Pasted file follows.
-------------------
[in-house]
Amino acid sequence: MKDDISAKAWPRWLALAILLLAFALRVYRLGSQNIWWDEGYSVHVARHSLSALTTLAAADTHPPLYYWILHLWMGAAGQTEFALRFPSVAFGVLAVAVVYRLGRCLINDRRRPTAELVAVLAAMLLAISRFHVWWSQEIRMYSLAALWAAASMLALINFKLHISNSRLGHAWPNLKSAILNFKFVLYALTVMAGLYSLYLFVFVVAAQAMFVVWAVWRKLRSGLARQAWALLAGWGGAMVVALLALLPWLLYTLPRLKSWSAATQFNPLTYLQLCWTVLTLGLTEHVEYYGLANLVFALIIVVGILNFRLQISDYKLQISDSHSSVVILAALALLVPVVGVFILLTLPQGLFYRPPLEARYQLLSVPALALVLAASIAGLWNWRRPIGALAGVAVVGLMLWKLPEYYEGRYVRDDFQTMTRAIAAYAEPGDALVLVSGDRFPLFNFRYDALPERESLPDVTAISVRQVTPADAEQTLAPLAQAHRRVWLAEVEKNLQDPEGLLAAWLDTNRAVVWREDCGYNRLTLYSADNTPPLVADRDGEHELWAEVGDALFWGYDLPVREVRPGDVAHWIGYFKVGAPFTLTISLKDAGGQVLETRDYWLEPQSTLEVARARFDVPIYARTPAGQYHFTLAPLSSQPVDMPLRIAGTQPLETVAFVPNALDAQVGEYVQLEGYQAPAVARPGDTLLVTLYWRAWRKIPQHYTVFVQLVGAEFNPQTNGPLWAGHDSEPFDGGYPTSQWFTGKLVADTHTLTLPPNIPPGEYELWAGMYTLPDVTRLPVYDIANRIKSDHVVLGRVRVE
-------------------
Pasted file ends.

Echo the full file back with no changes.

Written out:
[in-house]
Amino acid sequence: MKDDISAKAWPRWLALAILLLAFALRVYRLGSQNIWWDEGYSVHVARHSLSALTTLAAADTHPPLYYWILHLWMGAAGQTEFALRFPSVAFGVLAVAVVYRLGRCLINDRRRPTAELVAVLAAMLLAISRFHVWWSQEIRMYSLAALWAAASMLALINFKLHISNSRLGHAWPNLKSAILNFKFVLYALTVMAGLYSLYLFVFVVAAQAMFVVWAVWRKLRSGLARQAWALLAGWGGAMVVALLALLPWLLYTLPRLKSWSAATQFNPLTYLQLCWTVLTLGLTEHVEYYGLANLVFALIIVVGILNFRLQISDYKLQISDSHSSVVILAALALLVPVVGVFILLTLPQGLFYRPPLEARYQLLSVPALALVLAASIAGLWNWRRPIGALAGVAVVGLMLWKLPEYYEGRYVRDDFQTMTRAIAAYAEPGDALVLVSGDRFPLFNFRYDALPERESLPDVTAISVRQVTPADAEQTLAPLAQAHRRVWLAEVEKNLQDPEGLLAAWLDTNRAVVWREDCGYNRLTLYSADNTPPLVADRDGEHELWAEVGDALFWGYDLPVREVRPGDVAHWIGYFKVGAPFTLTISLKDAGGQVLETRDYWLEPQSTLEVARARFDVPIYARTPAGQYHFTLAPLSSQPVDMPLRIAGTQPLETVAFVPNALDAQVGEYVQLEGYQAPAVARPGDTLLVTLYWRAWRKIPQHYTVFVQLVGAEFNPQTNGPLWAGHDSEPFDGGYPTSQWFTGKLVADTHTLTLPPNIPPGEYELWAGMYTLPDVTRLPVYDIANRIKSDHVVLGRVRVE